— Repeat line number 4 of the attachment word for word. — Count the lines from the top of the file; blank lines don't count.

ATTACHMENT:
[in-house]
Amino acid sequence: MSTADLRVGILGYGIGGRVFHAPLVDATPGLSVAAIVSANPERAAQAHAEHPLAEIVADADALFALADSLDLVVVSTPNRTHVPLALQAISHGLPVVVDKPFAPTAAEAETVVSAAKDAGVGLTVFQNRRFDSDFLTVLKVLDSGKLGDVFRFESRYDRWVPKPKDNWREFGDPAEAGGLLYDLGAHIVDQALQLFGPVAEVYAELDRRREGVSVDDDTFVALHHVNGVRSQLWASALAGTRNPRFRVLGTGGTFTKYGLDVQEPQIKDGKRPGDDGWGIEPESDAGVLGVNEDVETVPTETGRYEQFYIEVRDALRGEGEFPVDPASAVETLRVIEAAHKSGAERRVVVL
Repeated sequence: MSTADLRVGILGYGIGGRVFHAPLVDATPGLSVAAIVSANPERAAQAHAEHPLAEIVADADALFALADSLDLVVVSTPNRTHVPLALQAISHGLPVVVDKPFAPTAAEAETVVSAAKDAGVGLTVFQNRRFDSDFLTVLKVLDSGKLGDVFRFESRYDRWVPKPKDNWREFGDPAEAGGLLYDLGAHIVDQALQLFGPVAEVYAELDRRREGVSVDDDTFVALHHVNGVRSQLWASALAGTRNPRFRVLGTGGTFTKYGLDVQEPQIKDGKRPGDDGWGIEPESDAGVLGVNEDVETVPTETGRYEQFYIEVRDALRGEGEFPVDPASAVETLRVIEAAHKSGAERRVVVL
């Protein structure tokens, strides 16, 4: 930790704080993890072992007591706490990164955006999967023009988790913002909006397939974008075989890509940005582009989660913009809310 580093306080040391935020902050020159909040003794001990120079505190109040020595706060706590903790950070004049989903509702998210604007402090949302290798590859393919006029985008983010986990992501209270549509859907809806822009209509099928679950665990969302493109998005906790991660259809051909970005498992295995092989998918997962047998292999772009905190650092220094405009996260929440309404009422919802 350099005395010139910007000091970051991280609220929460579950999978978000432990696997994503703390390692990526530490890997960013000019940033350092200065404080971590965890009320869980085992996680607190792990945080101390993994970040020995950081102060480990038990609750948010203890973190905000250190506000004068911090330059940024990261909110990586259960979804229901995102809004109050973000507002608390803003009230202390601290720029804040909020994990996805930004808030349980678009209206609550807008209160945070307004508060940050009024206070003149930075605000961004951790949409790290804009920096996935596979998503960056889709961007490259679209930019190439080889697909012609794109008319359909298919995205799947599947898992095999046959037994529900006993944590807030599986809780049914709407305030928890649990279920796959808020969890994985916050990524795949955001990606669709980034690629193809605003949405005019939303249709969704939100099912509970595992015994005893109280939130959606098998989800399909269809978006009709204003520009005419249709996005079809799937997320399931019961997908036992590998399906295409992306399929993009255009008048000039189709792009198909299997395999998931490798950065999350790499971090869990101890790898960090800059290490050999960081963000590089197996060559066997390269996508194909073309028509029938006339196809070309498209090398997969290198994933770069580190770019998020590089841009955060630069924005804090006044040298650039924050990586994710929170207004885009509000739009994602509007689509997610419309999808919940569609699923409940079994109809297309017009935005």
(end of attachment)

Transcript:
């Protein structure tokens, strides 16, 4: 930790704080993890072992007591706490990164955006999967023009988790913002909006397939974008075989890509940005582009989660913009809310 580093306080040391935020902050020159909040003794001990120079505190109040020595706060706590903790950070004049989903509702998210604007402090949302290798590859393919006029985008983010986990992501209270549509859907809806822009209509099928679950665990969302493109998005906790991660259809051909970005498992295995092989998918997962047998292999772009905190650092220094405009996260929440309404009422919802 350099005395010139910007000091970051991280609220929460579950999978978000432990696997994503703390390692990526530490890997960013000019940033350092200065404080971590965890009320869980085992996680607190792990945080101390993994970040020995950081102060480990038990609750948010203890973190905000250190506000004068911090330059940024990261909110990586259960979804229901995102809004109050973000507002608390803003009230202390601290720029804040909020994990996805930004808030349980678009209206609550807008209160945070307004508060940050009024206070003149930075605000961004951790949409790290804009920096996935596979998503960056889709961007490259679209930019190439080889697909012609794109008319359909298919995205799947599947898992095999046959037994529900006993944590807030599986809780049914709407305030928890649990279920796959808020969890994985916050990524795949955001990606669709980034690629193809605003949405005019939303249709969704939100099912509970595992015994005893109280939130959606098998989800399909269809978006009709204003520009005419249709996005079809799937997320399931019961997908036992590998399906295409992306399929993009255009008048000039189709792009198909299997395999998931490798950065999350790499971090869990101890790898960090800059290490050999960081963000590089197996060559066997390269996508194909073309028509029938006339196809070309498209090398997969290198994933770069580190770019998020590089841009955060630069924005804090006044040298650039924050990586994710929170207004885009509000739009994602509007689509997610419309999808919940569609699923409940079994109809297309017009935005």